DOL’s New Rule Restricts Non-Financial (ESG) Factor Investment Consideration

The Department of Labor recently issued its final rule to clarify investment duties for plan fiduciaries under the Employee Retirement Income Security Act of 1974 (ERISA) when it comes to environmental, social, and governance (ESG) investing.

The final rule codifies the DOL’s long-held position that a fiduciary satisfies its duties of prudence and loyalty under ERISA when it has “selected investments and/or investment courses of action based solely on their pecuniary factors and not on the basis of any non-pecuniary factor.” 

It also acknowledges that non-financial (ESG) factors can be pecuniary, but only if they present economic risks or opportunities that qualified investment professionals would treat as material economic considerations under generally accepted investment theories.

The final rule clarifies the investment duties regulation under Title I of ERISA as follows:

Fiduciaries must evaluate investments based only on pecuniary factors.

The final rule adds provisions to confirm that ERISA fiduciaries must evaluate investments and investment courses of action based solely on pecuniary factors—financial considerations that have a material effect on the risk and/or return of an investment based on appropriate investment horizons consistent with the plan’s investment objectives and funding policy. The term “investment course of action” is defined as “any series or program of investments or actions related to a fiduciary’s performance of the fiduciary’s investment duties, and includes the selection of an investment fund as a plan investment, or in the case of an individual account plan, a designated investment alternative under the plan.” 

In addition, the final rule includes an express regulatory provision stating that compliance with the exclusive purpose (loyalty) duty in ERISA section 404(a)(1)(A) prohibits fiduciaries from subordinating the interests of participants to unrelated objectives, and additionally it bars them from sacrificing investment return or taking on additional investment risk to promote non-pecuniary goals. 

Reasonable alternatives.

A fiduciary may only consider non-pecuniary factors in situations where the fiduciary cannot distinguish investment alternatives on a pecuniary basis alone. If this occurs, the fiduciary is permitted to use non-pecuniary factors in making a decision. While the final rule states that investments need not be identical in every respect before non-pecuniary factors are considered, a fiduciary must document the following when considering non-pecuniary factors:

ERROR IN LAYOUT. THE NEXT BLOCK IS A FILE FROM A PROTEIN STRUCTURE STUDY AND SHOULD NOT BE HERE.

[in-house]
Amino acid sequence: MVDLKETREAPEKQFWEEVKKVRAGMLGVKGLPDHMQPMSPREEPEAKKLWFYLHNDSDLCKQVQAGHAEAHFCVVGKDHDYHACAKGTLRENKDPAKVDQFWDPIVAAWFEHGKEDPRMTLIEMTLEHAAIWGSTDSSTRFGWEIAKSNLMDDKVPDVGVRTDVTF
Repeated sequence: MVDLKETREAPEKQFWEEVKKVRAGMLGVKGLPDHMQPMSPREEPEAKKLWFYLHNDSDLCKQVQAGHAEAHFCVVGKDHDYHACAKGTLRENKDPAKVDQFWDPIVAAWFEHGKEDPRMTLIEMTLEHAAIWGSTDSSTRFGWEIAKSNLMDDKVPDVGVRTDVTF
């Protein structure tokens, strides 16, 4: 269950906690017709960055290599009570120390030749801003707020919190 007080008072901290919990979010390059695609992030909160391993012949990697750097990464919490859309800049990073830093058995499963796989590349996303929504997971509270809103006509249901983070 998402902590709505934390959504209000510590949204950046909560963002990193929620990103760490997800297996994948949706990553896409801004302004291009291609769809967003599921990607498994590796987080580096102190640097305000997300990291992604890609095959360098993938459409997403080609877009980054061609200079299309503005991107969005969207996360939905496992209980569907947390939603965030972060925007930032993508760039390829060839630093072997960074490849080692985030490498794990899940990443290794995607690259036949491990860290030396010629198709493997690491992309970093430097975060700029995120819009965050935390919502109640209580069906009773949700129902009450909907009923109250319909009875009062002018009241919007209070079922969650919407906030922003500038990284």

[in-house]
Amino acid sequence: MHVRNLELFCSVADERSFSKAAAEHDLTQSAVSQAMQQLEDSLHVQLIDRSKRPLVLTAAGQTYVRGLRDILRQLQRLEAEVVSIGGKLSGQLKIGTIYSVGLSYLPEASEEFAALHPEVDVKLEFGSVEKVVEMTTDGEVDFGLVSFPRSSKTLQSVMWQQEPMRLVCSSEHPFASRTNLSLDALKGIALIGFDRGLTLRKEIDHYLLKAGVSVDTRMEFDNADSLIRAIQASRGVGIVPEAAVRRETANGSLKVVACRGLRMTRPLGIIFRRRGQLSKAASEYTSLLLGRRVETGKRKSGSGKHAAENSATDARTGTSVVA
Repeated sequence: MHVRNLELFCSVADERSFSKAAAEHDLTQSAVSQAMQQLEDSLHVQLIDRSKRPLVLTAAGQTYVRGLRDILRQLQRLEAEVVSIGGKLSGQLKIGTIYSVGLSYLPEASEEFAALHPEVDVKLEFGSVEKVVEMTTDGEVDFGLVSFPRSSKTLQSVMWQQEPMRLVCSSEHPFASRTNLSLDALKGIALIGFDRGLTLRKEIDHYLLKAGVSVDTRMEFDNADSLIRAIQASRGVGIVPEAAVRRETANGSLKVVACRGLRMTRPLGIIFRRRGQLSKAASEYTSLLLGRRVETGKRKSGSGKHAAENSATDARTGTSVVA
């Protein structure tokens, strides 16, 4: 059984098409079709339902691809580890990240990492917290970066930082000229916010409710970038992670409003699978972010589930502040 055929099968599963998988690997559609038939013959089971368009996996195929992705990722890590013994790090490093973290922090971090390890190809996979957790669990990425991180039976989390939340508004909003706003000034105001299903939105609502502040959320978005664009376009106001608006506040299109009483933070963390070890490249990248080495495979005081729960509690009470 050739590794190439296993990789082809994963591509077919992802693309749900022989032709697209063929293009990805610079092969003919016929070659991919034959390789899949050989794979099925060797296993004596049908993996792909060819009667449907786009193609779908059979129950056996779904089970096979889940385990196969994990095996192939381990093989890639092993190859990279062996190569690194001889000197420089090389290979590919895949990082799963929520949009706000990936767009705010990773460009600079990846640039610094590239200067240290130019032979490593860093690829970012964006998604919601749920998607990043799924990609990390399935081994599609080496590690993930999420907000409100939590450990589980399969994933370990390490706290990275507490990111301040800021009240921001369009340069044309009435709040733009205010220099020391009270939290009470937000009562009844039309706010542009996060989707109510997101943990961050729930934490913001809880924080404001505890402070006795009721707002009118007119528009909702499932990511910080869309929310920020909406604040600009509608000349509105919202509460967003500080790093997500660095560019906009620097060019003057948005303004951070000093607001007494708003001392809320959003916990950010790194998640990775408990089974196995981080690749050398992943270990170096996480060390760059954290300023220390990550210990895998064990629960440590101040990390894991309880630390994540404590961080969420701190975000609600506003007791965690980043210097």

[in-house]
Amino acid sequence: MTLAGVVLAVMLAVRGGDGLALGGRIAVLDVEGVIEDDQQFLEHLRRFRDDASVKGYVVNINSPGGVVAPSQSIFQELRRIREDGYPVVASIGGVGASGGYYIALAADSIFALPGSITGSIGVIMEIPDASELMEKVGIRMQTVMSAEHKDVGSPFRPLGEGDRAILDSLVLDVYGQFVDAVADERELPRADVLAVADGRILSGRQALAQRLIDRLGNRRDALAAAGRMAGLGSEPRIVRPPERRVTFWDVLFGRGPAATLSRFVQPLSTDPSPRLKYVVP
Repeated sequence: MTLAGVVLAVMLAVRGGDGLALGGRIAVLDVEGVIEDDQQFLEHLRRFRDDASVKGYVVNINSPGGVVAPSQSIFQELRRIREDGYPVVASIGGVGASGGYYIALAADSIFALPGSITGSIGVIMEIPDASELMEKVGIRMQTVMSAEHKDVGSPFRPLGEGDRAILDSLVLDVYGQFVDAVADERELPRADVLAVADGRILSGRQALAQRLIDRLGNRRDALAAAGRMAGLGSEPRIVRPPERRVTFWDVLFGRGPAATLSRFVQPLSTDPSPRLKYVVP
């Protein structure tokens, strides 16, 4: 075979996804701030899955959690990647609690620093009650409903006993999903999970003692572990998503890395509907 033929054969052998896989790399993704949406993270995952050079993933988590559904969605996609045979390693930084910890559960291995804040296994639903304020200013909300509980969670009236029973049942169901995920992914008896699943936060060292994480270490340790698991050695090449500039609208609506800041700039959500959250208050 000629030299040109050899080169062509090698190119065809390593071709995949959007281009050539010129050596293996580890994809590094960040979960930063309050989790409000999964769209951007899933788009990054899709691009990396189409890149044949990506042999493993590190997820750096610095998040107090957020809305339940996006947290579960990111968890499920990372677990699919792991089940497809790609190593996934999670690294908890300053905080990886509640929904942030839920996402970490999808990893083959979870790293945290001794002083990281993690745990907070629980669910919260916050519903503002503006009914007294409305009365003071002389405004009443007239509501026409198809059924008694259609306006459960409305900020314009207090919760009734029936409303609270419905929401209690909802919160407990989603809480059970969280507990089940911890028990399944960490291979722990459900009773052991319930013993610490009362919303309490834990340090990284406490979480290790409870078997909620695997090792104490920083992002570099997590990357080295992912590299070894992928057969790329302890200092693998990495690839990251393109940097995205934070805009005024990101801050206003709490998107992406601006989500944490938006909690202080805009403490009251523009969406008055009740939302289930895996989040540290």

• Why pecuniary factors were insufficient to select the investment;
  • How the selected investment compares to alternatives; and
  • How the non-pecuniary factor(s) are consistent with the interests of participants and beneficiaries and their financial benefits under the plan.

Investment alternatives and QDIAs

The final rule states that the prudence and loyalty standards set forth in ERISA apply to a fiduciary’s selection of designated investment alternatives to be offered to plan participants and beneficiaries in a participant-directed individual account plan. The final rule expressly provides that, in the case of selecting investment alternatives for an individual account plan that allows plan participants and beneficiaries to choose from a broad range of investment alternatives, a fiduciary is not prohibited from considering or including an investment fund, product, or model portfolio merely because the fund, product, or model portfolio promotes, seeks, or supports one or more non-pecuniary goals, provided that the fiduciary satisfies the prudence and loyalty provisions in ERISA and the final rule, including the requirement to evaluate solely on pecuniary factors, in selecting any such investment fund, product, or model portfolio. 

However, the provision prohibits plans from adding any investment fund, product, or model portfolio as a qualified default investment alternative (QDIA) or as a component of such an investment alternative, if the fund, product, or model portfolio’s investment objectives or goals or its principal investment strategies include, consider, or indicate the use of one or more non-pecuniary factors.

Safe harbor

Under the final rule, a fiduciary will be considered to have met its duty of prudence under ERISA when the fiduciary gives “appropriate consideration” to the facts and circumstances the fiduciary knows or should know are relevant to the investment, including the role of the investment in the plan’s portfolio, and acts accordingly.

We help our clients stay on top of the legislative and regulatory changes that apply to their businesses, and we ensure that benefit plans and processes are updated to stay in compliance. To learn more, call our experienced, responsive team of ERISA attorneys today at 678-439-6236.

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Hall Benefits Law, LLC

HBL offers employers comprehensive legal guidance on benefits in mergers and acquisitions, Employee Stock Ownership Plans (ESOPs), executive compensation, health and welfare benefits, healthcare reform, and retirement plans. We counsel a wide spectrum of clients including small, mid-sized, and large companies, 401(k) investment advisors, health insurance brokers, accountants, attorneys, and HR consultants, just to name a few. HBL is passionate about advising clients, and we are dedicated to our mission: to provide comprehensive, personalized, and practical ERISA and benefits legal solutions that exceed client expectations.

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